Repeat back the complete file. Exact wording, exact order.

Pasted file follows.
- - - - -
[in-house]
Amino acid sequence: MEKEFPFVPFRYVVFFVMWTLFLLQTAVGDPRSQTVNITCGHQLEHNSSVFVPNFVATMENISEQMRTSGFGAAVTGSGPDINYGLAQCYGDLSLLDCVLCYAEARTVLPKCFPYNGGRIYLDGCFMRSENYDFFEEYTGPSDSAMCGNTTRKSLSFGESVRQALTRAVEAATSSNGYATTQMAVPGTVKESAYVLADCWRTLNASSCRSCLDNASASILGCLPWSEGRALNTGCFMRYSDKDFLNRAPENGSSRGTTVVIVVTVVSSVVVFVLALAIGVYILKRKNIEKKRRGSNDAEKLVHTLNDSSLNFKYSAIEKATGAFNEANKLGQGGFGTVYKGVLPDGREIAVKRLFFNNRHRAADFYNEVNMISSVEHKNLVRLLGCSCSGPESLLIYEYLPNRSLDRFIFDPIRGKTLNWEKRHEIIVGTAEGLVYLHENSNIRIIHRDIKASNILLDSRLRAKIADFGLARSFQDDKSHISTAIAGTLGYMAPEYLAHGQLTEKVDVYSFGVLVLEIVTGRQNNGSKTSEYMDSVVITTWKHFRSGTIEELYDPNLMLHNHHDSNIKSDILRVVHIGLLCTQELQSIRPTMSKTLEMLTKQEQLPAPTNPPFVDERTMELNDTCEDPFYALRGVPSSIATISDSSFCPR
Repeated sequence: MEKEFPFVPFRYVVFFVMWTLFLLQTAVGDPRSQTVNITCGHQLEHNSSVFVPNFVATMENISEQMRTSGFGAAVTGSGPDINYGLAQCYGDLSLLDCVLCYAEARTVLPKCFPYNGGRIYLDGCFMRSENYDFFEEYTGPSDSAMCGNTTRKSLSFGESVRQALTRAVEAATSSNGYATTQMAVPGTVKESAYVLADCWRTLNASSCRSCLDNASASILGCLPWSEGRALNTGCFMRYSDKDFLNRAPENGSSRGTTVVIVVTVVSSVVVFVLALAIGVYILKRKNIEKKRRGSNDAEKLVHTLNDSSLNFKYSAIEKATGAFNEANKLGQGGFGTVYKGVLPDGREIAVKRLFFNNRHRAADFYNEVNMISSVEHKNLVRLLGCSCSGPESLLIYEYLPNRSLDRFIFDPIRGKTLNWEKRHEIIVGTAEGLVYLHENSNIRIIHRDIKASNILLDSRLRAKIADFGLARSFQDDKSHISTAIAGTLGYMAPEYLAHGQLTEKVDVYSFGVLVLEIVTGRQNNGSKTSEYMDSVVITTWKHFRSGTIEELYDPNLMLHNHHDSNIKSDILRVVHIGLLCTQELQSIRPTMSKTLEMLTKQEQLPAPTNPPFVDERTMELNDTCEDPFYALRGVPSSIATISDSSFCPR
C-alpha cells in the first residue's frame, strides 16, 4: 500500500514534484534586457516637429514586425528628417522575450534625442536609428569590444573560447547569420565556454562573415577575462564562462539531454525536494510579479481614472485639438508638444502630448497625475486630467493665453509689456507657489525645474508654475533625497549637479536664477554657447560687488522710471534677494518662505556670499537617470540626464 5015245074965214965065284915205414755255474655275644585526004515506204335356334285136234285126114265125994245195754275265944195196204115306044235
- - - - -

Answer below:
[in-house]
Amino acid sequence: MEKEFPFVPFRYVVFFVMWTLFLLQTAVGDPRSQTVNITCGHQLEHNSSVFVPNFVATMENISEQMRTSGFGAAVTGSGPDINYGLAQCYGDLSLLDCVLCYAEARTVLPKCFPYNGGRIYLDGCFMRSENYDFFEEYTGPSDSAMCGNTTRKSLSFGESVRQALTRAVEAATSSNGYATTQMAVPGTVKESAYVLADCWRTLNASSCRSCLDNASASILGCLPWSEGRALNTGCFMRYSDKDFLNRAPENGSSRGTTVVIVVTVVSSVVVFVLALAIGVYILKRKNIEKKRRGSNDAEKLVHTLNDSSLNFKYSAIEKATGAFNEANKLGQGGFGTVYKGVLPDGREIAVKRLFFNNRHRAADFYNEVNMISSVEHKNLVRLLGCSCSGPESLLIYEYLPNRSLDRFIFDPIRGKTLNWEKRHEIIVGTAEGLVYLHENSNIRIIHRDIKASNILLDSRLRAKIADFGLARSFQDDKSHISTAIAGTLGYMAPEYLAHGQLTEKVDVYSFGVLVLEIVTGRQNNGSKTSEYMDSVVITTWKHFRSGTIEELYDPNLMLHNHHDSNIKSDILRVVHIGLLCTQELQSIRPTMSKTLEMLTKQEQLPAPTNPPFVDERTMELNDTCEDPFYALRGVPSSIATISDSSFCPR
Repeated sequence: MEKEFPFVPFRYVVFFVMWTLFLLQTAVGDPRSQTVNITCGHQLEHNSSVFVPNFVATMENISEQMRTSGFGAAVTGSGPDINYGLAQCYGDLSLLDCVLCYAEARTVLPKCFPYNGGRIYLDGCFMRSENYDFFEEYTGPSDSAMCGNTTRKSLSFGESVRQALTRAVEAATSSNGYATTQMAVPGTVKESAYVLADCWRTLNASSCRSCLDNASASILGCLPWSEGRALNTGCFMRYSDKDFLNRAPENGSSRGTTVVIVVTVVSSVVVFVLALAIGVYILKRKNIEKKRRGSNDAEKLVHTLNDSSLNFKYSAIEKATGAFNEANKLGQGGFGTVYKGVLPDGREIAVKRLFFNNRHRAADFYNEVNMISSVEHKNLVRLLGCSCSGPESLLIYEYLPNRSLDRFIFDPIRGKTLNWEKRHEIIVGTAEGLVYLHENSNIRIIHRDIKASNILLDSRLRAKIADFGLARSFQDDKSHISTAIAGTLGYMAPEYLAHGQLTEKVDVYSFGVLVLEIVTGRQNNGSKTSEYMDSVVITTWKHFRSGTIEELYDPNLMLHNHHDSNIKSDILRVVHIGLLCTQELQSIRPTMSKTLEMLTKQEQLPAPTNPPFVDERTMELNDTCEDPFYALRGVPSSIATISDSSFCPR
C-alpha cells in the first residue's frame, strides 16, 4: 500500500514534484534586457516637429514586425528628417522575450534625442536609428569590444573560447547569420565556454562573415577575462564562462539531454525536494510579479481614472485639438508638444502630448497625475486630467493665453509689456507657489525645474508654475533625497549637479536664477554657447560687488522710471534677494518662505556670499537617470540626464 5015245074965214965065284915205414755255474655275644585526004515506204335356334285136234285126114265125994245195754275265944195196204115306044235